DONATION Backup to the Cloud

Hello again DONATION advisors. Thanks to all of you who responded to my post yesterday about proposed backup and restore improvements.

Unfortunately, I thought of something else significant after making that post, which I’d also like to ask you about.

I considered this some time ago, and rejected it in favour of the email backups option I added, but I’m again considering adding an option to backup to “the cloud”, i.e. remote Internet-based storage. It might be on my own web server, or I might use a service like Amazon’s S3 (Simple Storage Service).

The idea would be that as an option, following every regular backup, an encrypted version of your backup would also be sent to the online storage. Obviously this would slow things down, depending on your Internet speed and the size of your database backups, but it would give an additional enormous level of security for your backups.

One big concern would be distinguishing everyone’s backups from everyone else’s. My thought is that the first time you went to use an online backup, a special guaranteed unique ID would be generated for you, and stored in your database. That key would be used to identify your backups online. It would also be transmitted to me (the first time) so that if you somehow lose everything on your computer and all local backups you have made, you can request the key from me, re-enter it into a new copy of the program, and then retrieve that online backup.

There are a couple of options for how the encryption could work. Obviously, it would have to be based on an encryption key.

One option is to just have you provide the key, and also store it in your database for re-use each time you do an online backup (or restore). That’s like how the current email backups work – you provide the key, and if you forget it, you are completely out of luck. It would be the same with this. (I would not suggest that you send me the key – I should have no access to your data.)

Another option would be for me to have a secret way of generating the key from your unique ID, and just use that generated encryption key.

Both methods are succeptible to cracking (though with significant difficulty!). If someone knew your unique ID, they could enter it into a copy of DONATION, and get back your encrypted database. At that point, with the first option (you provided the key), standard methods could be used to guess obviously bad keys (like “password”!) which some percentage of users always use. With the second option (I create the key in a secret way from your unique ID), a very skillful programmer might be able to reverse engineer my program to determine what my secret way was.

And of course, anyone with access to your current database could also get access to your backups stored online. But that doesn’t seem like a big concern, since they already have access to your current database!

There are also privacy concerns in terms of national legislation like the US Patriot Act, which as I understand it gives the US government the right to inspect any data that is stored in the USA, and to demand any required encryption keys from the data’s owner. Apparently there is somewhat similar legislation here in Canada, and Canadian privacy legislation may forbid the storage of such information in the USA. One option with Amazon’s storage is to store the data in their facility in Ireland. I’m guessing that could cause slightly longer transmission times, but might address this issue. Or perhaps users just aren’t that concerned – generally the IRS in the USA or the CRA in Canada would have the right to audit you, including seeing any donation information, anyways!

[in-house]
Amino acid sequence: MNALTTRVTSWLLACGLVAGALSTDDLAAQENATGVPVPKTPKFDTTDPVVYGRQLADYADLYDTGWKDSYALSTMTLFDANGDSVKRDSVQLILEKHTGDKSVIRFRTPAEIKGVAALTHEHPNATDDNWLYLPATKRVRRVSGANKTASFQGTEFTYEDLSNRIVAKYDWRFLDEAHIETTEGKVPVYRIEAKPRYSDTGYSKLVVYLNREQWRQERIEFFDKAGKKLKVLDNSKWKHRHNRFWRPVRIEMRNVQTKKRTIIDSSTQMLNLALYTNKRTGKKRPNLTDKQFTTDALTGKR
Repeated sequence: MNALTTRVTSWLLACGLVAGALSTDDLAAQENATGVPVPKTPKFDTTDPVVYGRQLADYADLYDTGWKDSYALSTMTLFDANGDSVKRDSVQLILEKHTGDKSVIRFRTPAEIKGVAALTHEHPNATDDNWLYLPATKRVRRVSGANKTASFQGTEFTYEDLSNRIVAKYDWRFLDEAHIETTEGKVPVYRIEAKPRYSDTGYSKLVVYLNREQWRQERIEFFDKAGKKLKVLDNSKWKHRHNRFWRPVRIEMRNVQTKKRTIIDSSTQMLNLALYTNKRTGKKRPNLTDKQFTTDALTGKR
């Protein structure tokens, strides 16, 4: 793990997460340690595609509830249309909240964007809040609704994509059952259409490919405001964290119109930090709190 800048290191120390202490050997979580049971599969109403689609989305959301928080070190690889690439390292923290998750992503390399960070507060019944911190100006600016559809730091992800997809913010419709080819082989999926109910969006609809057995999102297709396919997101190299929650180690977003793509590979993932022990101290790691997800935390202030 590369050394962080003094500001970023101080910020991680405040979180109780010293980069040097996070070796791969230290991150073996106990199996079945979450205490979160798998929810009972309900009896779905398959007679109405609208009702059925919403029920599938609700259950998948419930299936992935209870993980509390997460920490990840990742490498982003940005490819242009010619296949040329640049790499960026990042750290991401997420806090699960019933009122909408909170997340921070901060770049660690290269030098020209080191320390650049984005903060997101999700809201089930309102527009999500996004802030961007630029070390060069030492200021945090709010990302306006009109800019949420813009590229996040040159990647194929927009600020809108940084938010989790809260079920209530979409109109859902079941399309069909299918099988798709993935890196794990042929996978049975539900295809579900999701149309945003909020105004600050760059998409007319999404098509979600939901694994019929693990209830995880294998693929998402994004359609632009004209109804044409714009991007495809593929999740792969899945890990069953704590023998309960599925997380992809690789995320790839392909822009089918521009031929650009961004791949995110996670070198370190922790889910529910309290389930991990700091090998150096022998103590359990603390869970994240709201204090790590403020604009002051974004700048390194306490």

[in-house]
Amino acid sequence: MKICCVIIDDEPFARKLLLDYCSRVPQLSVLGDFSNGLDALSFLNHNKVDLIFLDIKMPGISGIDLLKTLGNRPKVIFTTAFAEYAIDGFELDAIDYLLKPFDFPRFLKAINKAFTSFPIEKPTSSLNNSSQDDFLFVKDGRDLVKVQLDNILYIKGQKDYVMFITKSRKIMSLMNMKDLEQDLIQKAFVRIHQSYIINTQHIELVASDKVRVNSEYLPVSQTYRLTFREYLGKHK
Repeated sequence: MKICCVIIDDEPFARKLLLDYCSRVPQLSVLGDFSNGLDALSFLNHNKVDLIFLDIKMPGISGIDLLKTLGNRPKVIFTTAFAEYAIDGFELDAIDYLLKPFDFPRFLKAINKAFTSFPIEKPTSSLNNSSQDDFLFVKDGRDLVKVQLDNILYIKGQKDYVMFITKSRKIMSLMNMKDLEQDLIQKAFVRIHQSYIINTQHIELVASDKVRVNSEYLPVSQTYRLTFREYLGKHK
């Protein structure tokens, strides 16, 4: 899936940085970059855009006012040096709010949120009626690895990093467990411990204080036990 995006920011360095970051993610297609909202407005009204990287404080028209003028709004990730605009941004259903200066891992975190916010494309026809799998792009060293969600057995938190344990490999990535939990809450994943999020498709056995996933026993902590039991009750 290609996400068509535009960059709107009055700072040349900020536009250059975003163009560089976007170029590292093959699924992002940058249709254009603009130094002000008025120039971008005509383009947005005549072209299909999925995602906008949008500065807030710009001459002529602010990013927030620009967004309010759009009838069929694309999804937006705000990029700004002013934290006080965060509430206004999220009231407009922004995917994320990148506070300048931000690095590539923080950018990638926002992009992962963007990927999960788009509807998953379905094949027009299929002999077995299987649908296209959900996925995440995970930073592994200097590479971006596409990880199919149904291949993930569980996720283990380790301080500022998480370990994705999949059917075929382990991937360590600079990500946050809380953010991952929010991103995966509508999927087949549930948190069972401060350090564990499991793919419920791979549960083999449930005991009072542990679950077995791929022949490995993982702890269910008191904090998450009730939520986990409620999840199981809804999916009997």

My web server is in Vancouver, so storing the data there (or in some Canadian cloud storage provider) would at least eliminate the Patriot Act concerns.

Because there is a cost to online data storage (though it’s quite minimal!) I don’t see retaining unlimited numbers of backups from each user online. Perhaps the last 3?

Any thoughts about all of these points, and the general idea? Many thanks!

14 thoughts on “DONATION Backup to the Cloud

  1. Hi Dan

    Having used your program for several years, my experience has been nothing but positive. Since I will be leaving my position in the early part of the new year, I will be transferring all information to the new treasurer. I believe we are paid until Sept, 2012(Bala United Church). I will pass this information on to our new treasurer since I believe it is something well worth exploring further.

    I thank you for your wonderful program and wish you well in the new year. YOU have been marvelous!!!!

  2. Maybe users can download “My DropBox” and just copy the date file there from time to time. That requires no work on your side and very little on the users side. The program will only update the stored version of the file if there is a change to the data.

  3. It seems that there is really no guaranteed failsafe method, as you have pointed out. Personally, I am satisfied with my backup procedure: I email the data to myself as well as saving the data file to a stick, overwriting the old data file. That guarantees the file on the stick is the latest one. With the email method, I could restore an older file if I missed seeing the latest email message containing the backup.

    I use Dropbox a lot, just for transferring files between computers; however, copying the file to Dropbox does not add the encryption and is subject to hacking, should someone get into your Dropbox. Just an aside, when I delete a file in Dropbox in my Linux computer, it does not show anymore as being in my Dropbox, but there is a backup of it in the Dropbox which is only visible in my Windows machine, although it can easily be deleted in my Windows machine.